Teeing off on Snyder for all the usual earthly reasons

Posted on July 7, 2007


By Norman Ball

It’s getting so that the only people I trust anymore are the ones I’ve never heard of. This creates an a priori conundrum. Never acquainting with these latter types, I’m left not trusting anyone at all. But that’s just how cynical I’ve become, particularly of the reluctantly famous.

There, on the Golden Globes red carpet the other night, was one of those ubiquitous young actresses bemoaning the rigors of fame and how the thought of being an actress ten years hence was simply too much to bear. I felt my heart going out to this racked thespian as she did her best to avoid scrutiny in a $10,000 Armani evening dress. Watching this disingenuous ingénue rebuff the paparazzi, it occurred to me I was being treated to an on-camera repudiation of the camera. How self-referential! How crap! Please don’t take my picture again. Or if you must, make sure you get me from the left side.

No different from the Botox set, there is really only one strain of poet: the one that craves being noticed. This universal desire for recognition is by no means at odds with one of my favorite poetry seers Dr. C. E. Chaffin who divides all versifiers into two camps: deductive and inductive poets. As Chaffin describes it, deductive poetry is a creature wholly of the imagination. The outer world and its artifacts can populate the poem alright. But like theatre props or maybe launching pads, things are mere accoutrements to the imaginative faculty. Deductive liberties are gleefully undertaken, reality be damned. Never seen a Black Oak tree? No problem. Grow one from your boundless imagination, Bub. By way of analogy, Hitchcock loathed the outdoors for its willful arbitrariness. His outdoor scenes brim with a meticulous beauty that authenticity could never replicate, thanks to ingenious set design. Artificiality, properly handled, can yield spectacular results.

Inductive poetry’s central fixation is authenticity, followed immediately by more authenticity, sort of cinema verite run amuck. This strain of poetry has been on the ascent for the better part of a century. The word itself — authenticity — offers a bounty of salutary connotations: forthright, unflinching, clear-eyed, honest to a fault, truly a bumper sticker for the ages. In the movie world, the penchant for authenticity often morphs into Tarantino symphonies of extreme violence. People want gritty realism (at least, what they imagine gritty realism to be) as they sit there, devouring their popcorn in cushioned chairs. Couch potato-hood seems to welcome its opposition from the screen: exaggerated movements, exploding cars, improbably volumes of blood. Increasingly a passive society delegates reality, or its simulation, to the entertainment industrial complex. Entertainment responds in kind with a sort of nihilistic glee, slaughtering everybody.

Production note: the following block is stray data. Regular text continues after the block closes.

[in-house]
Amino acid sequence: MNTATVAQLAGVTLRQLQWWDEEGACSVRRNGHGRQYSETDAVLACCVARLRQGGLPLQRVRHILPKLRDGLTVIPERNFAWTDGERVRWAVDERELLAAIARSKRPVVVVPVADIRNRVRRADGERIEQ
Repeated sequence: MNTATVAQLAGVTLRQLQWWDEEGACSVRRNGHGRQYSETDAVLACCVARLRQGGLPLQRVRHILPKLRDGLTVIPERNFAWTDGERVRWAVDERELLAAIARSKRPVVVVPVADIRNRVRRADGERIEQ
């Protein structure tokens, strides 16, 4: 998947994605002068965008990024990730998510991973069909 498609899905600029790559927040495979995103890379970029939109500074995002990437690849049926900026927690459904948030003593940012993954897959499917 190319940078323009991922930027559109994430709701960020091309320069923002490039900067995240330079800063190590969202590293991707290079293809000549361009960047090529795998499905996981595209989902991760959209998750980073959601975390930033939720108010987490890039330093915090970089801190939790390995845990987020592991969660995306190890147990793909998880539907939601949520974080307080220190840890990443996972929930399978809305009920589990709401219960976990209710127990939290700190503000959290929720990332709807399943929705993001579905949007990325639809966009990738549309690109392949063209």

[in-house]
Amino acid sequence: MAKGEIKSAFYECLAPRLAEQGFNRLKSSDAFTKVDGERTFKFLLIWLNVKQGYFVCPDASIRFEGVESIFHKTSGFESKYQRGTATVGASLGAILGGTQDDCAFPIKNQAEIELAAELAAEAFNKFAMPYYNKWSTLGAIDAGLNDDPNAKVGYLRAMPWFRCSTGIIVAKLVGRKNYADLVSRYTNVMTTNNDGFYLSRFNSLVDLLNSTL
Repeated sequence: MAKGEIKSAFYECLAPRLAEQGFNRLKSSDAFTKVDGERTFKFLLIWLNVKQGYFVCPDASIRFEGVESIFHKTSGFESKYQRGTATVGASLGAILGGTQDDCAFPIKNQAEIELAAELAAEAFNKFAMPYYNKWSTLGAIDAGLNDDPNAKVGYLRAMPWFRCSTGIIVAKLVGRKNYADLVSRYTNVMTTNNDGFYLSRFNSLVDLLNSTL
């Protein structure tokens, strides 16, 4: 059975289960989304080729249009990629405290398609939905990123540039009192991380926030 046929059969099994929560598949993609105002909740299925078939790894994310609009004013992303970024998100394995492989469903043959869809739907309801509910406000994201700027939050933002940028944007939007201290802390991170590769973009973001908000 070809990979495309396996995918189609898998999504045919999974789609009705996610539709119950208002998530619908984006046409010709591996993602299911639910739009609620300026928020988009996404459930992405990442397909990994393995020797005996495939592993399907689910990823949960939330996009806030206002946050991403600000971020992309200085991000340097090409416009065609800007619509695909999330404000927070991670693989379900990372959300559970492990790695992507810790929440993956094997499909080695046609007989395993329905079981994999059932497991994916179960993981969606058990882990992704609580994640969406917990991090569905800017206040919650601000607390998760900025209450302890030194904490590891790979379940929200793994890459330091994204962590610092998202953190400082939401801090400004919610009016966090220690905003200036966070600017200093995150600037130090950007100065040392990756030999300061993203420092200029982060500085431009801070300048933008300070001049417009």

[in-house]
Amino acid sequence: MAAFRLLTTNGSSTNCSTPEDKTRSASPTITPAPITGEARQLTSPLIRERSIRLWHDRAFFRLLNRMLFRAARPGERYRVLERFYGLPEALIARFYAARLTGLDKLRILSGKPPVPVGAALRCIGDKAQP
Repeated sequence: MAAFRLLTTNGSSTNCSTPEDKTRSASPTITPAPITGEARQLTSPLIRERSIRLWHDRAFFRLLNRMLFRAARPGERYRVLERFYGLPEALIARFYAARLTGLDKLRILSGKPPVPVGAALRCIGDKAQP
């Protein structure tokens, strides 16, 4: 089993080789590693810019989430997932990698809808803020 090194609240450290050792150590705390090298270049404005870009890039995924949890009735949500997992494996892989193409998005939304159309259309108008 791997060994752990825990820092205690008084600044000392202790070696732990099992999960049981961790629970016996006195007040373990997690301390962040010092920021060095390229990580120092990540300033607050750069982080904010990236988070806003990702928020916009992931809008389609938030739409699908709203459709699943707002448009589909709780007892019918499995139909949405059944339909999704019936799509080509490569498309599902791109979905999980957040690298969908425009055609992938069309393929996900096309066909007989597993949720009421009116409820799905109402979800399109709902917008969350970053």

As voyeurism claims more of our waking hours, authentic Walden Pond moments are increasingly displaced by cinematic pastorals, surrogates for the real deal. The inductive guys squirm. If you’ve never seen an otter, as Chaffin suggests, you have no business writing about one — or so an inductive poet might scold his deductive colleague. You are, as the inductive lexicon would have it, a frigging poseur, a bad actor just going through the motions. The imagination should drape authentic experience like a loose-fitting loin cloth, the better to let your balls swing as you walk. In this current age of inductive hegemony, deductive poets are written off as bloodless rhetoricians, mere wordsmiths; nature enthusiasts whose penchant for wildlife movies derives from a fear of wide open spaces. Taming a few real tigers keeps the body fit and the instincts keen. Chaffin cites Coleridge, Eliot and today’s Strand as among poetry’s more notable deductive poets.

But I wish to challenge this inductive bullying with two of our culture’s more formidable exemplars: Nietzsche and the Hubble telescope. First, the Hubble. Given the possibility — espoused by an increasing number of cosmologists — of an infinity of universes looming beyond our own (itself a expanse of 7 x 1022 stars), the practice of limiting oneself to ones own space-time nexus seems parochial in the extreme, especially when anything and everything that can be imagined exists — or has existed — somewhere and sometime before, as the Many Worlds school of physicists would have us believe. There’s also the matter of all those additional dimensions swirling in, through and around us. And black matter? Fugetaboutit. Talk about weird science. Indeed science fiction needs to get real sexy real fast if it wishes to avoid being buried by tomorrow’s Grand Unifying Theory.

Can we say then that imagination is experience in its fullest expression — the composite of all galaxies near and far? And doesn’t this radical boundlessness imbue any and all flights of pure fancy with a certain experiential gravitas? If this doesn’t knock the keep-it-real crowd down a peg or two, I don’t know what will. Nietzsche had it covered with his idea of eternal recurrence; that endless multiplex where all eventualities enjoy a brief run and an inevitable revival. Not only is all that can be imagined grounded (somewhere), but even worse, it will be experienced an infinite number of times. The implications are as inescapable as Nietzsche’s eventual madness: in the event it doesn’t sound dully repetitive already, you will find yourself reading this essay with perhaps the slightest twinge of déjà vu, not to mention weary regret, at some point in the future. So if I forget to apologize in another space-time corridor, you have my profuse apologies today.